Thus, it was in the period between spring and winter 1920, and with the active help of Voytinskii, that the Chinese Communist Party began to take shape. It was based on the Marxist study groups previously organized in Beijing and Shanghai. The party was secretly constituted in that city in July 1921, formalizing the organization formed the previous year. The General Secretary was Chen Duxiu, while Zhang Guotao was made head of the organization section, and Li Dazhao was head of propaganda. Communist nuclei around the country were transformed into party branches with local secretaries in Hunan (Mao Zedong), Guangzhou, Wuhan, Beijing, and Jinan. Shanghai had its own branch. The party program closely followed the Bolshevik program in Soviet Russia. However, some radical Chinese intellectuals rejected the Bolshevik model; they were either supporters of democratic socialism, or joined the Guomindang (Kuomingtang). Voytinskii was succeeded by Maring (alias of Hendricus Sneevliet), who continued to guide the fledgling communist movement in China.
Here it is appropriate to give a brief biographical sketch of Mao Zedong. He was born into a prosperous farming family in Hunan Province in 1893. He rebelled against his father and refused to accept an arranged marriage. He read much on his own and majored in ethics at the First Normal School (Teachers' College) in Changsha. He resented the superior airs of Chinese scholars, and it is then that he probably acquired the anti-intellectual attitudes, strengthened later at Beijing University, that he manifested as a leader. In his essay on physical education, published in the progressive journal, New Youth, in April 1917, he attacked the "passive" Confucian thinking and way of life; he called for physical education to strengthen the body, for violence, and anger. Soon, he was advocating the equal rights of women, and attacking the practice of arranged marriages. Above all, he expressed a determination to fight for his beliefs. He was to implement all these early thoughts when he became the leader of the Chinese Communist Party (CCP) and then of China. (1)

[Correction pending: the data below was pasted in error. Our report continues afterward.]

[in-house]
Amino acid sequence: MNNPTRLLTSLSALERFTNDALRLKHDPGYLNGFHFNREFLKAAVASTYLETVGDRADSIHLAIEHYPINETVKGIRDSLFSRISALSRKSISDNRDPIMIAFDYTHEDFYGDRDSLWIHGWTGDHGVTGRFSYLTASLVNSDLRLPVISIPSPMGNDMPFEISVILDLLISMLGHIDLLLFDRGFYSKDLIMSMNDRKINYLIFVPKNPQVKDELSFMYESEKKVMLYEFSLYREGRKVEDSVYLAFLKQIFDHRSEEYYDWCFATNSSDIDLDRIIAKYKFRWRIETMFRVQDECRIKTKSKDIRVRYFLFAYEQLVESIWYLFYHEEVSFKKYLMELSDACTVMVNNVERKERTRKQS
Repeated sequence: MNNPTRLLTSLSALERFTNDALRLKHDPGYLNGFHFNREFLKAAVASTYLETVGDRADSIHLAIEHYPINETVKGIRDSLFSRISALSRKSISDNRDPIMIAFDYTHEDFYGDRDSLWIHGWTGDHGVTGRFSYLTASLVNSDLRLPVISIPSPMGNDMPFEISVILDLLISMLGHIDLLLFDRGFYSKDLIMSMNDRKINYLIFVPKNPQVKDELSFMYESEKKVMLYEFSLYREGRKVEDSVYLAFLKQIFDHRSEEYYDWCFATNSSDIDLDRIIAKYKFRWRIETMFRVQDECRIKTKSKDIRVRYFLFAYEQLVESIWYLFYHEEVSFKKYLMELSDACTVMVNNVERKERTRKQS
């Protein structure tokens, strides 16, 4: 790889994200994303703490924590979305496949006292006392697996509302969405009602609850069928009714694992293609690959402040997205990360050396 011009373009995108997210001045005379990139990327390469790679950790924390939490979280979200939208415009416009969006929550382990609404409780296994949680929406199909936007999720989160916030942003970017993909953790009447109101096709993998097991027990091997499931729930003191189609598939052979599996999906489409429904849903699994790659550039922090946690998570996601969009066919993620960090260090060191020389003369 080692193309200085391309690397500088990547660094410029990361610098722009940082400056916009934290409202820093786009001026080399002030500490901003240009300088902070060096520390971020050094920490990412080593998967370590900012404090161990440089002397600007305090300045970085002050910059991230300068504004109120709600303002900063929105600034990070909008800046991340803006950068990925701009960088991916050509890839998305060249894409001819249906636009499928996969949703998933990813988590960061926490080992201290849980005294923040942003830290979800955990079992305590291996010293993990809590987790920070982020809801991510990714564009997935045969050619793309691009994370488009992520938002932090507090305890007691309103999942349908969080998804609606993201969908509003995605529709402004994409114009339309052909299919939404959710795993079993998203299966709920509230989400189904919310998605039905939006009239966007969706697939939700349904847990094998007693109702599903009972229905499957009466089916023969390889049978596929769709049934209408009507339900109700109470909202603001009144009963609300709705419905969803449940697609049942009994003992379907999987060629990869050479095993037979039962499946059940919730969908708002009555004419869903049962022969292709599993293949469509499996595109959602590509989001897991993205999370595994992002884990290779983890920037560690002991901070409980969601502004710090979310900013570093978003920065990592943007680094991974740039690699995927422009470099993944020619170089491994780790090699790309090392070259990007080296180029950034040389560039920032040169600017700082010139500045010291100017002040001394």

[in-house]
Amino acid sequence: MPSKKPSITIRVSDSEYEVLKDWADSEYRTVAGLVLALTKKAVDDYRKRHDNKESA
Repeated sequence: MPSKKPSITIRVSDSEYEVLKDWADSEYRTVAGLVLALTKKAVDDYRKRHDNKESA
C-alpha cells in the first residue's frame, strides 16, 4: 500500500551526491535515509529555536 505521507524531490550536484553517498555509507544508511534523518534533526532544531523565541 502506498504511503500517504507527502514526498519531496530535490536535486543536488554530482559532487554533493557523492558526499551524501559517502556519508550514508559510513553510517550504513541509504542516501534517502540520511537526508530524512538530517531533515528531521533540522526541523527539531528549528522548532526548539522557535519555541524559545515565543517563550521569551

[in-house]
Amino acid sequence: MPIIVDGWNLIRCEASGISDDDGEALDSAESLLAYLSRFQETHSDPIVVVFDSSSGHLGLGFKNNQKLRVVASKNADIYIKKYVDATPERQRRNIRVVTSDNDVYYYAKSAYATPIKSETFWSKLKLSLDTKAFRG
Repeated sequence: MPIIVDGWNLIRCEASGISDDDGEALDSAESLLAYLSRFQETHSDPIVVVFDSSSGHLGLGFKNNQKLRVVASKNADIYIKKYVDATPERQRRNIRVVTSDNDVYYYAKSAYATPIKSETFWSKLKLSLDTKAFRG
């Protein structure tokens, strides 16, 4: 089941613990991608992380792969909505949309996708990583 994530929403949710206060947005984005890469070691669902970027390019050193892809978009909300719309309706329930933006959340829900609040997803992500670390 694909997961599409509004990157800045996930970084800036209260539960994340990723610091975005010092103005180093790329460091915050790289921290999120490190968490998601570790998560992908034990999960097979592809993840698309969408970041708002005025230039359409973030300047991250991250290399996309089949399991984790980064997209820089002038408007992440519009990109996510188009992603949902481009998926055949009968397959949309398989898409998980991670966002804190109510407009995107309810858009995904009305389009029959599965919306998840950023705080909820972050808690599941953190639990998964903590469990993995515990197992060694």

III. The Comintern and the Chinese Communist Party (CCP) to 1927.
Lenin was convinced that the Russian Revolution could not survive unless successful revolutions took place in other countries, which would then become socialist allies of Soviet Russia. But he knew from his own experience that in economically backward countries -- and Russia was a backward country in 1917 -- the revolutionary leaders were not workers or peasants, but bourgeois, i.e., middle class intellectuals. Therefore, he developed the policy of supporting "bourgeois nationalism" in Western-ruled colonial areas, seeing it as the primary instrument of anti-imperialist revolution. This was, in turn, to lead to the fall of "imperialism" which he saw as the highest stage of capitalism. This explains Lenin's primary interest in the nationalist Guomindang (Kuomintang [KMT]) movement.